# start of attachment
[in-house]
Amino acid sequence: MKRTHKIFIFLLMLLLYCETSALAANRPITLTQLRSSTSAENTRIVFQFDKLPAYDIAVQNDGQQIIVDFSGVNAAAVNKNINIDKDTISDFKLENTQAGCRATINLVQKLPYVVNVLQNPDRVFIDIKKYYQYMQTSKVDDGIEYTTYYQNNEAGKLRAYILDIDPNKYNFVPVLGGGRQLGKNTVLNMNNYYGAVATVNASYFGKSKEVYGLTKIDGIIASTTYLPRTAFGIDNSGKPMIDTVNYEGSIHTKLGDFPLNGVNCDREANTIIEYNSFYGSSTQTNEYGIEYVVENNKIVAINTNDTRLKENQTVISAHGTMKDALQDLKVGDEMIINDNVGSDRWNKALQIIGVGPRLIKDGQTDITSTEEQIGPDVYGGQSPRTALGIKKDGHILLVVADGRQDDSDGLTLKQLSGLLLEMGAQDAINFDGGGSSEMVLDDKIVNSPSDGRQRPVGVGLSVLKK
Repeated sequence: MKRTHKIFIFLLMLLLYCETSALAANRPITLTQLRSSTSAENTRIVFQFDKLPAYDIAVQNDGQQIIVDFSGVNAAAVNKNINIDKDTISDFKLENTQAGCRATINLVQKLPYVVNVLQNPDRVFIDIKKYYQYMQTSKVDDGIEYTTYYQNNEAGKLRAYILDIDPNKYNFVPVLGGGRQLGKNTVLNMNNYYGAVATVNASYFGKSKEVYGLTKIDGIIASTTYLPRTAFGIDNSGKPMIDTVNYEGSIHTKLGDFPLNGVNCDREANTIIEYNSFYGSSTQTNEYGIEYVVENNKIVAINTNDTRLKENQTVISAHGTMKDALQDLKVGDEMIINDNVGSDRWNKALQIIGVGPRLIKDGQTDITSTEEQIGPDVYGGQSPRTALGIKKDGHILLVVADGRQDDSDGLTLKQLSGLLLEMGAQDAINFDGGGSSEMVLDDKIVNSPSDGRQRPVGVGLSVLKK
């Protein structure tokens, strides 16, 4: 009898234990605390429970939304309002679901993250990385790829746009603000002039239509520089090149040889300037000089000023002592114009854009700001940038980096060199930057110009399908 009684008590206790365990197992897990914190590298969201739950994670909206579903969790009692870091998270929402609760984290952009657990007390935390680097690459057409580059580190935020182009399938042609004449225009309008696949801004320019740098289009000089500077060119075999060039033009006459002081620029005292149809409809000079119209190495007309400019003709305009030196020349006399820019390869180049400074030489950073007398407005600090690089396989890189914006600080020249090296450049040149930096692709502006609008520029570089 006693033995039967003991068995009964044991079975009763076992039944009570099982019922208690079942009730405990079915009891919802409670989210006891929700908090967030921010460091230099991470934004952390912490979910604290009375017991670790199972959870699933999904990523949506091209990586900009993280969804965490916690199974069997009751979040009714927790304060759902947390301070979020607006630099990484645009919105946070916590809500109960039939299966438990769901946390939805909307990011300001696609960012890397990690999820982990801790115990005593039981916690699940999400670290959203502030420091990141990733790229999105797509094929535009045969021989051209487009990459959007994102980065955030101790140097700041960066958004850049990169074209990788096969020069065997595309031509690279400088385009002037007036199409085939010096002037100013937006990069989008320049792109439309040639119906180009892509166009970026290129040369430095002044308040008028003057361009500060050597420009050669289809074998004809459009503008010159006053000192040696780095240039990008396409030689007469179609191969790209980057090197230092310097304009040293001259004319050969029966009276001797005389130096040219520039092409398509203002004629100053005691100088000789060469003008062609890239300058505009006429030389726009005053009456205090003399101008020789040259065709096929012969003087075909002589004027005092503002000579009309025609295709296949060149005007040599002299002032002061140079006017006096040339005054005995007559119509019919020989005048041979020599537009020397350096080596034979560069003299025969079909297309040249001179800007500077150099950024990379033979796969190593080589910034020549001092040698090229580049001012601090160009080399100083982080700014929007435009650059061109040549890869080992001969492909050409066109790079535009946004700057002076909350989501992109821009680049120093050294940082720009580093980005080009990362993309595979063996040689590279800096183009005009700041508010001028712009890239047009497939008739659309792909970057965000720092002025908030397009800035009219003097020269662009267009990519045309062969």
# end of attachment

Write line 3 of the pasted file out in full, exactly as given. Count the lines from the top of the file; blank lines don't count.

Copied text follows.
Repeated sequence: MKRTHKIFIFLLMLLLYCETSALAANRPITLTQLRSSTSAENTRIVFQFDKLPAYDIAVQNDGQQIIVDFSGVNAAAVNKNINIDKDTISDFKLENTQAGCRATINLVQKLPYVVNVLQNPDRVFIDIKKYYQYMQTSKVDDGIEYTTYYQNNEAGKLRAYILDIDPNKYNFVPVLGGGRQLGKNTVLNMNNYYGAVATVNASYFGKSKEVYGLTKIDGIIASTTYLPRTAFGIDNSGKPMIDTVNYEGSIHTKLGDFPLNGVNCDREANTIIEYNSFYGSSTQTNEYGIEYVVENNKIVAINTNDTRLKENQTVISAHGTMKDALQDLKVGDEMIINDNVGSDRWNKALQIIGVGPRLIKDGQTDITSTEEQIGPDVYGGQSPRTALGIKKDGHILLVVADGRQDDSDGLTLKQLSGLLLEMGAQDAINFDGGGSSEMVLDDKIVNSPSDGRQRPVGVGLSVLKK